Star shaped into a Donut by black hole! Terrifying snap taken by NASA's Hubble Telescope
NASA's Hubble Space Telescope has found a black hole which has twisted a captive star into a terrifying Donut shape. Here is all you need to know.
Black holes swallow everything, even light! According to NASA, a black hole is an astronomical object with a gravitational pull so strong that nothing, not even light, can escape it. It pulls everything within its reach into its bottomless abyss. As per the latest information provided by NASA, the Hubble Space Telescope has found a black hole which twisted a star into a donut shape. "Black holes are gatherers, not hunters. They lie in wait until a hapless star wanders by. When the star gets close enough, the black hole's gravitational grasp violently rips it apart and sloppily devours its gasses while belching out intense radiation. Astronomers using NASA's Hubble Space Telescope have recorded a star's final moments in detail as it gets gobbled up by a black hole," the report said.
These are termed "tidal disruption events." But the wording belies the complex, raw violence of a black hole encounter. There is a balance between the black hole's gravity pulling in star stuff, and radiation blowing material out. In other words, black holes are messy eaters. Astronomers are using Hubble to find out the details of what happens when a wayward star plunges into the gravitational abyss.
"Hubble can't photograph the AT2022dsb tidal event's mayhem up close, since the munched-up star is nearly 300 million light-years away at the core of the galaxy ESO 583-G004. But astronomers used Hubble's powerful ultraviolet sensitivity to study the light from the shredded star, which include hydrogen, carbon, and more. The spectroscopy provides forensic clues to the black hole homicide," NASA informed.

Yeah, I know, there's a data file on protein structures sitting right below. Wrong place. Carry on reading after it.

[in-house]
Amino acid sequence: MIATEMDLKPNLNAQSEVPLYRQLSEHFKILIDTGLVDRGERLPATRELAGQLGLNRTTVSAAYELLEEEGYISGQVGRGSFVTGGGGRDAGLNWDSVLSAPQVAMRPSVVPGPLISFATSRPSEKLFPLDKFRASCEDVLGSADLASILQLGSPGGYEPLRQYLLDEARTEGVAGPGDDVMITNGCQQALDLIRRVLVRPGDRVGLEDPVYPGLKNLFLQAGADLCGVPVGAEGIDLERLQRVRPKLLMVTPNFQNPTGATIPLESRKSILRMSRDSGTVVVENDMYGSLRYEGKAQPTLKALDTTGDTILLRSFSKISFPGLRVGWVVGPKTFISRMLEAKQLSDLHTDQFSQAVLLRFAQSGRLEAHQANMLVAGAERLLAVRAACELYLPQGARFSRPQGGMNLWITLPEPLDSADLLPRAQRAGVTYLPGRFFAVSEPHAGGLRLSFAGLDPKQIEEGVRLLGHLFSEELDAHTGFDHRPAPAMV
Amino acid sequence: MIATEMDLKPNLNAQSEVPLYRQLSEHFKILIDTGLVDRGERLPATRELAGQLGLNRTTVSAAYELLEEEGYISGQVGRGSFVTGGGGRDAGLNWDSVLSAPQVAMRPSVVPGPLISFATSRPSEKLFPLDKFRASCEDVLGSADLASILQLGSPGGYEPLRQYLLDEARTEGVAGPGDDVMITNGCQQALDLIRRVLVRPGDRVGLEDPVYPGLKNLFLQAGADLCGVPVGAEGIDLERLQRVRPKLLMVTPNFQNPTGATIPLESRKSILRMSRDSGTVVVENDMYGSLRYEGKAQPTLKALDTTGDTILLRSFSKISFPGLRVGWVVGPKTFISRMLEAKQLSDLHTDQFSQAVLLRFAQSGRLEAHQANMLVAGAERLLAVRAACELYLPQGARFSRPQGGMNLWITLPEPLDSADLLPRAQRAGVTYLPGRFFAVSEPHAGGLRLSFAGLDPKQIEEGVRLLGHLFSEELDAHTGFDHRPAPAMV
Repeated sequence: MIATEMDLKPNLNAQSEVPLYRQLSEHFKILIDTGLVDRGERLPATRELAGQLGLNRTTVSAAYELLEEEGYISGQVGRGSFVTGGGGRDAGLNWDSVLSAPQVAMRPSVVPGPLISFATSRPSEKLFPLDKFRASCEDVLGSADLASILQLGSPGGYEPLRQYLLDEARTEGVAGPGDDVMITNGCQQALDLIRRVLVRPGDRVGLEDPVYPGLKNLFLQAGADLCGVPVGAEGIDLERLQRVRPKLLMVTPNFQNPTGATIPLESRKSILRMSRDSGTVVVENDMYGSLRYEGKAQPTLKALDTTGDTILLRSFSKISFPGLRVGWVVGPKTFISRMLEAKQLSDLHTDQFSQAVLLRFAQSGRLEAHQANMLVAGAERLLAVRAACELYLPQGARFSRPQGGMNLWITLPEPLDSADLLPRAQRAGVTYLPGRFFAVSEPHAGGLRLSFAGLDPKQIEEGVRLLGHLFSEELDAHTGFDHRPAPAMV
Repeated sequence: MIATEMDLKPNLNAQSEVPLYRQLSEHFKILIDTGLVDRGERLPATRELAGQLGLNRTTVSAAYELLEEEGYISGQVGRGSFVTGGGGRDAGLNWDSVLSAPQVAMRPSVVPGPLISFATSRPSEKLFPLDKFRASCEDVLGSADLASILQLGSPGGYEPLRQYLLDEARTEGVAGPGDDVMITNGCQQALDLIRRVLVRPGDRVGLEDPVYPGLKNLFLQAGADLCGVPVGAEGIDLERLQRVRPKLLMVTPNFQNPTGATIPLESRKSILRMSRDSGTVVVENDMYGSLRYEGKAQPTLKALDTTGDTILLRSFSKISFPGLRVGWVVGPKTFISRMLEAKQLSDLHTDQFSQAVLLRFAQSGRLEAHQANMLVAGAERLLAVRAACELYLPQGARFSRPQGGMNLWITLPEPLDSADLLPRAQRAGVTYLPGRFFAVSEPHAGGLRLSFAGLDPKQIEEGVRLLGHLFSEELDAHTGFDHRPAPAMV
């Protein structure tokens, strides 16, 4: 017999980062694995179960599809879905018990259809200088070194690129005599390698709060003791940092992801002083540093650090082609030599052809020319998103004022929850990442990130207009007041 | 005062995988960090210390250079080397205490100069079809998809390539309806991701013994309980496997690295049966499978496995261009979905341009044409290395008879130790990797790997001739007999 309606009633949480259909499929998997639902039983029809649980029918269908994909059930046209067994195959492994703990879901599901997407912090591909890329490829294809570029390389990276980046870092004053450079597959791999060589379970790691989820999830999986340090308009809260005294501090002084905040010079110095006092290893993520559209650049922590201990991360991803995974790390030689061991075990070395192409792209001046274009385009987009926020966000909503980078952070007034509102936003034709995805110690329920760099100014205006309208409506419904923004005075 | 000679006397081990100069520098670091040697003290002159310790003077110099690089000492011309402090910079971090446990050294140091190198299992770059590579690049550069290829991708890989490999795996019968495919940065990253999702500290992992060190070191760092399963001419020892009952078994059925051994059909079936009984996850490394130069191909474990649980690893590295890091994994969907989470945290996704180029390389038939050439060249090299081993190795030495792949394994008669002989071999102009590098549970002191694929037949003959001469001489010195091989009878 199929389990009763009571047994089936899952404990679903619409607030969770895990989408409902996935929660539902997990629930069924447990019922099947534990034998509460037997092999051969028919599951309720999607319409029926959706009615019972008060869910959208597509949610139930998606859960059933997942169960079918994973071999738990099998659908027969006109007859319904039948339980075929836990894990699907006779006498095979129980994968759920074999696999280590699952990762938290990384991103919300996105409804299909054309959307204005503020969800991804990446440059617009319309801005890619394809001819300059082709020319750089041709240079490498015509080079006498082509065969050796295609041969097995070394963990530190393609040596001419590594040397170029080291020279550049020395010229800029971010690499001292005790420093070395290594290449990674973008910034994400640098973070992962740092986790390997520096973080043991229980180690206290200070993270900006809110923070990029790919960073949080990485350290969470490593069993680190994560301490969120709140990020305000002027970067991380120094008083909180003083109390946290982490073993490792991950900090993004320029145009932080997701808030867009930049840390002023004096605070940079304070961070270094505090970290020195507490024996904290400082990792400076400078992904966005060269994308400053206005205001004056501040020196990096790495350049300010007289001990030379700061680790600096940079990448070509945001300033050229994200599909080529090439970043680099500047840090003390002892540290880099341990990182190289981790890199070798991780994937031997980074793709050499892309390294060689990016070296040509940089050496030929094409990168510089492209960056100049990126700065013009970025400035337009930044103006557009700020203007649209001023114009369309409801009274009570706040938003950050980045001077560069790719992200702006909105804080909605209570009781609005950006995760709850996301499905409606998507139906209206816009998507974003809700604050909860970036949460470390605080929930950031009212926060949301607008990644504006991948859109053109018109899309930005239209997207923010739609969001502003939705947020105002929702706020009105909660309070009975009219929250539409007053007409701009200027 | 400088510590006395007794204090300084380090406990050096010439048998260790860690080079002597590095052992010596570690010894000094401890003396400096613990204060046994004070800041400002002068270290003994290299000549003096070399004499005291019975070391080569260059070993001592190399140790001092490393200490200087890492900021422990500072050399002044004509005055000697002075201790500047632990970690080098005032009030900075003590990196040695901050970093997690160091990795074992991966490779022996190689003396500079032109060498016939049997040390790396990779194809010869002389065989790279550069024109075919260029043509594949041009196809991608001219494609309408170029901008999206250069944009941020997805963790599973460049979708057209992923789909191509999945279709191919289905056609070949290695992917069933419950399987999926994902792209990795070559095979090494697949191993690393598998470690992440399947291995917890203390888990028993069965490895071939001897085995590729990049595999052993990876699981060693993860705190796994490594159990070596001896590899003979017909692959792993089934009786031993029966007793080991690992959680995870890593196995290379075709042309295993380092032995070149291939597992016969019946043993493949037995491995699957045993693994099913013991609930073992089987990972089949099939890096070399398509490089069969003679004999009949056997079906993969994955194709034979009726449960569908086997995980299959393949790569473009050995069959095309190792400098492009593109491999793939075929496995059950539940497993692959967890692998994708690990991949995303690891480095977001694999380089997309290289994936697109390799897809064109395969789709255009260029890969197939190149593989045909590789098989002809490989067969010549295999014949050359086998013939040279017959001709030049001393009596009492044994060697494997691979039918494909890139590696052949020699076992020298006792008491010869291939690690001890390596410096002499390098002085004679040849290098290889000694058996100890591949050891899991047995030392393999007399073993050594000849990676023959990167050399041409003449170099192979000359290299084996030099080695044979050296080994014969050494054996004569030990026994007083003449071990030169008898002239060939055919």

About 100 tidal disruption events around black holes have been detected by astronomers using various telescopes. NASA recently reported that several of its high-energy space observatories spotted another black hole tidal disruption event on March 1, 2021, and it happened in another galaxy. Unlike Hubble observations, data was collected in X-ray light from an extremely hot corona around the black hole that formed after the star was already torn apart.
For any given galaxy with a quiescent supermassive black hole at the center, it's estimated that the stellar shredding happens only a few times in every 100000 years.
This AT2022dsb stellar snacking event was first caught on March 1, 2022 by the All-Sky Automated Survey for Supernovae (ASAS-SN or "Assassin"), a network of ground-based telescopes that surveys the extragalactic sky roughly once a week for violent, variable, and transient events that are shaping our universe. This energetic collision was close enough to Earth and bright enough for the Hubble astronomers to do ultraviolet spectroscopy over a longer than normal period of time.
The Hubble spectroscopic data are interpreted as coming from a very bright, hot, donut-shaped area of gas that was once the star. This area, known as a torus, is the size of the solar system and is swirling around a black hole in the middle.
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